£15000 - £35000 per annum: Recruitment Genius: This is an exciting opportunity...

Recruitment Genius: Franchise Operations Manager - Midlands or North West

£40000 - £60000 per annum: Recruitment Genius: The position will be home based...

Recruitment Genius: Hotel and Spa Duty Manager

£18000 - £24000 per annum: Recruitment Genius: If you are friendly, sociable, ...

Recruitment Genius: Marketing Executive

£18000 - £22000 per annum: Recruitment Genius: This independent publishing and...

Day In a Page

Read Next
 

Daily catch-up: the Greeks can stay in the euro or end ‘austerity’, but not both

John Rentoul
The old 1,000 Greek drachma notes and current 20 euros  

Greece debt crisis: History shows 'new drachma' is nothing to fear

Sean O'Grady
How to stop an asteroid hitting Earth: Would people co-operate to face down a global peril?

How to stop an asteroid hitting Earth

Would people cooperate to face a global peril?
Just one day to find €1.6bn: Greece edges nearer euro exit

One day to find €1.6bn

Greece is edging inexorably towards an exit from the euro
New 'Iron Man' augmented reality technology could help surgeons and firefighters, say scientists

'Iron Man' augmented reality technology could become reality

Holographic projections would provide extra information on objects in a person's visual field in real time
Sugary drinks 'are killing 184,000 adults around the world every year'

Sugary drinks are killing 184,000 adults around the world every year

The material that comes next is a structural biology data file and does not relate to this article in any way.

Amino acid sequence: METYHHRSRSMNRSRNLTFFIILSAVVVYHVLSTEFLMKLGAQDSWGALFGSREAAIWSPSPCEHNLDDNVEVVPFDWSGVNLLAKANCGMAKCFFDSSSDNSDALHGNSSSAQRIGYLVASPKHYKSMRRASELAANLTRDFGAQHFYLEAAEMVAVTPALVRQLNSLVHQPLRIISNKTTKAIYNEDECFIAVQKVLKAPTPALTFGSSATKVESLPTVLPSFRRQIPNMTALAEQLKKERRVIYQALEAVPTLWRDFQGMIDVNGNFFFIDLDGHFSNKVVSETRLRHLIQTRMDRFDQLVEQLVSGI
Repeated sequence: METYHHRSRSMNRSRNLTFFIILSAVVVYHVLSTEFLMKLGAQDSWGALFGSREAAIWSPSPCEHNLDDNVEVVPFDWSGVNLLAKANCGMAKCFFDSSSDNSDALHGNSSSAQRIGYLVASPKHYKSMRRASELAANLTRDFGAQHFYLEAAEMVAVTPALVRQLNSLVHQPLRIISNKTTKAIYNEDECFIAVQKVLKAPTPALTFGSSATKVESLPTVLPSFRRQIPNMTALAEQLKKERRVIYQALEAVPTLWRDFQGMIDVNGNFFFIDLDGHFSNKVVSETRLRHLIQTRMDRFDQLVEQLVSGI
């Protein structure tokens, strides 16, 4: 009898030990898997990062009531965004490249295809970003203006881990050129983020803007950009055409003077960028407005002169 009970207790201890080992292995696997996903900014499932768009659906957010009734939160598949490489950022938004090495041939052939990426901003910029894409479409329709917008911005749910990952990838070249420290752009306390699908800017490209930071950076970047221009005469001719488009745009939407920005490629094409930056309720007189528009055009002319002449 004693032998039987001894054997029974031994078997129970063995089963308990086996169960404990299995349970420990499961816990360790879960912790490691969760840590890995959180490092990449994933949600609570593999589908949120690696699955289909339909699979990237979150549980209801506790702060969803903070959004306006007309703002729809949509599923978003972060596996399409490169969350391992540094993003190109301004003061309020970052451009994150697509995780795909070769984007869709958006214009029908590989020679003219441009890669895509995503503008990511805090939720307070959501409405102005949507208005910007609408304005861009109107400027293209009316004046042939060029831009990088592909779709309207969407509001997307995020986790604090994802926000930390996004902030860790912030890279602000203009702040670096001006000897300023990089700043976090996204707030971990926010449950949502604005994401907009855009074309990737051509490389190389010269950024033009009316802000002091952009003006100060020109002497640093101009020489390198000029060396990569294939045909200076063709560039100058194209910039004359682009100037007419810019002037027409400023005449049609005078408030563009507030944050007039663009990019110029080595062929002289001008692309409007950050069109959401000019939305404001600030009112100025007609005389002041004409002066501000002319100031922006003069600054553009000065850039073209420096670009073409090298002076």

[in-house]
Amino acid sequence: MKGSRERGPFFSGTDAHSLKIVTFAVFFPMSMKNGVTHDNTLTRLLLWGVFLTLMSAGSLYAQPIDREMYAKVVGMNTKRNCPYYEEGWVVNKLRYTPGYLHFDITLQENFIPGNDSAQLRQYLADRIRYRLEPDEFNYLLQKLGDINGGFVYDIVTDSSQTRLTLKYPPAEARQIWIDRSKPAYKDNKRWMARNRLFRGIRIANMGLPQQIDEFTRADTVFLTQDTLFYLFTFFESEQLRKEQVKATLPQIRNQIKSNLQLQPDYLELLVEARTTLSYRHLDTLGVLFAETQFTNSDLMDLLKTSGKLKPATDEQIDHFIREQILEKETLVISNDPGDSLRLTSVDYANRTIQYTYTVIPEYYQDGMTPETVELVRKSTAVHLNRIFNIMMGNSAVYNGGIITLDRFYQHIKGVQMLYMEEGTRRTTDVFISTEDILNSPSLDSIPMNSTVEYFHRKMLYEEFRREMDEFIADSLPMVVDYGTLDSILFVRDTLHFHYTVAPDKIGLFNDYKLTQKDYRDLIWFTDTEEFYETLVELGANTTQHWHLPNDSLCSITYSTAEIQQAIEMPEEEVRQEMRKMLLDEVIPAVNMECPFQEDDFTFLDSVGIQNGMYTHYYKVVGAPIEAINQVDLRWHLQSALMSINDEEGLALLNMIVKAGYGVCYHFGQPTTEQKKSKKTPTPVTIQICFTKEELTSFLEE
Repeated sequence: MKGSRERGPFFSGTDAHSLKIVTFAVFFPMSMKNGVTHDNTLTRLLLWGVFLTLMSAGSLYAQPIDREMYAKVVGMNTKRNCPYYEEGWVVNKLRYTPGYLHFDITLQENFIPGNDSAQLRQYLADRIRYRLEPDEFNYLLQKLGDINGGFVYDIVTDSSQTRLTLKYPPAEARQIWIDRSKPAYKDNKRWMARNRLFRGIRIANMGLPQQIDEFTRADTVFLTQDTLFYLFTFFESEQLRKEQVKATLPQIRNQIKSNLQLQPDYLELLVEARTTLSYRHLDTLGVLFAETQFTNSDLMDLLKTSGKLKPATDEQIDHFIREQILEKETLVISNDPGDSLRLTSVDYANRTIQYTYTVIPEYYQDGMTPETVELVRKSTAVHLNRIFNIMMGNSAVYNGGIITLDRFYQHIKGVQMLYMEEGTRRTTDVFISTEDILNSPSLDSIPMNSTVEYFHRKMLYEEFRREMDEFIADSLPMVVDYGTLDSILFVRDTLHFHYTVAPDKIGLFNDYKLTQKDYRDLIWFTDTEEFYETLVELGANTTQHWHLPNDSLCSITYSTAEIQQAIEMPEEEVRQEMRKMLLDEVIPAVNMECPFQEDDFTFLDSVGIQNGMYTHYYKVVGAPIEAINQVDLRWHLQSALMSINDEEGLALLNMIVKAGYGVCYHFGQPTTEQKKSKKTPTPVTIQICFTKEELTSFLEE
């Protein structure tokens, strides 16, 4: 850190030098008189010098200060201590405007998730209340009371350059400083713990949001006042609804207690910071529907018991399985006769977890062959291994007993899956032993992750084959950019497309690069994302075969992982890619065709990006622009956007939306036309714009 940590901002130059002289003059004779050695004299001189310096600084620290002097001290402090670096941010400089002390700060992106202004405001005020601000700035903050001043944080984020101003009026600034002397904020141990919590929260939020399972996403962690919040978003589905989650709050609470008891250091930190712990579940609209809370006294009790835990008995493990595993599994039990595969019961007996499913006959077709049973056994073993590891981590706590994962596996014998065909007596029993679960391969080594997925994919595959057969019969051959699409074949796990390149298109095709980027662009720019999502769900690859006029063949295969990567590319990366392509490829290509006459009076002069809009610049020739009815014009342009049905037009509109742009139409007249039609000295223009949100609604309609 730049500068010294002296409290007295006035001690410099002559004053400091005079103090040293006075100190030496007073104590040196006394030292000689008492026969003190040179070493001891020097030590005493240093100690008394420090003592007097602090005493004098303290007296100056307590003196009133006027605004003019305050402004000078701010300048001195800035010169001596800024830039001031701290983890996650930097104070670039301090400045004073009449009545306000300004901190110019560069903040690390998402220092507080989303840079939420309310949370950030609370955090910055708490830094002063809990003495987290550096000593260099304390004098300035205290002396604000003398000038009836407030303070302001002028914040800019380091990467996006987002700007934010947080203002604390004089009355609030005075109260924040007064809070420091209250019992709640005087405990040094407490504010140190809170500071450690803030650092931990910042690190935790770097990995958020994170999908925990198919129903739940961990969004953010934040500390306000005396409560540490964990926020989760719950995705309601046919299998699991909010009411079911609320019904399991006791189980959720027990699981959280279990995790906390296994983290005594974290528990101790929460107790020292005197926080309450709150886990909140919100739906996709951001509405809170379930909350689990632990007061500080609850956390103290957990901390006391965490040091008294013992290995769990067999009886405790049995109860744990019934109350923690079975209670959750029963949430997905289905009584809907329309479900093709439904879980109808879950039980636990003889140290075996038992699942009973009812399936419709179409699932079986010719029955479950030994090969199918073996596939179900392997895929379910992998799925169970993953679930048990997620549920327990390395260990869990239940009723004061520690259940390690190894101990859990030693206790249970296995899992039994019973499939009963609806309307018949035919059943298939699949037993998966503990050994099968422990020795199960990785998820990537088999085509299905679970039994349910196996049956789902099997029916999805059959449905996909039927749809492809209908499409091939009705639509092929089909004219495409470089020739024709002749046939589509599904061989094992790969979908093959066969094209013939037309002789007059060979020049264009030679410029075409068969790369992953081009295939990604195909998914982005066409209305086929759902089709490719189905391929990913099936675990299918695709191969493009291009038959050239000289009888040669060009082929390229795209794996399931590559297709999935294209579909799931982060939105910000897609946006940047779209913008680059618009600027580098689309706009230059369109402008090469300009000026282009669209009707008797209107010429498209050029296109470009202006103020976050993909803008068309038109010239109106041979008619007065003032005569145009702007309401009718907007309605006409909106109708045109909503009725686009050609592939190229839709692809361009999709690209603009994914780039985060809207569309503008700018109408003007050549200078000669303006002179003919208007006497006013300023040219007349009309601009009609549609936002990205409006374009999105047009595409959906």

The drinks that should be eliminated from people's diets
Pride of Place: Historians map out untold LGBT histories of locations throughout UK

Historians map out untold LGBT histories

Public are being asked to help improve the map
Lionel, Patti, Burt and The Who rock Glasto

Lionel, Patti, Burt and The Who rock Glasto

This was the year of 24-carat Golden Oldies
Paris Fashion Week

Paris Fashion Week

Thom Browne's scarecrows offer a rare beacon in commercial offerings
A year of the caliphate:

Isis, a year of the caliphate

Who can defeat the so-called 'Islamic State' – and how?
Marks and Spencer: Can a new team of designers put the spark back into the high-street brand?

Marks and Spencer

Can a new team of designers put the spark back into the high-street brand?
'We haven't invaded France': Italy's Prime Minister 'reclaims' Europe's highest peak

'We haven't invaded France'

Italy's Prime Minister 'reclaims' Europe's highest peak
Isis in Kobani: Why we ignore the worst of the massacres

Why do we ignore the worst of the massacres?

The West’s determination not to offend its Sunni allies helps Isis and puts us all at risk, says Patrick Cockburn
7/7 bombings 10 years on: Four emergency workers who saved lives recall the shocking day that 52 people were killed

Remembering 7/7 ten years on

Four emergency workers recall their memories of that day – and reveal how it's affected them ever since
Humans: Are the scientists developing robots in danger of replicating the hit Channel 4 drama?

They’re here to help

We want robots to do our drudge work, and to look enough like us for comfort. But are the scientists developing artificial intelligence in danger of replicating the TV drama Humans?
Time to lay these myths about the Deep South to rest

Time to lay these myths about the Deep South to rest

'Heritage' is a loaded word in the Dixie, but the Charleston killings show how dangerous it is to cling to a deadly past, says Rupert Cornwell
What exactly does 'one' mean? Court of Appeal passes judgement on thorny mathematical issue

What exactly does 'one' mean?

Court of Appeal passes judgement on thorny mathematical issue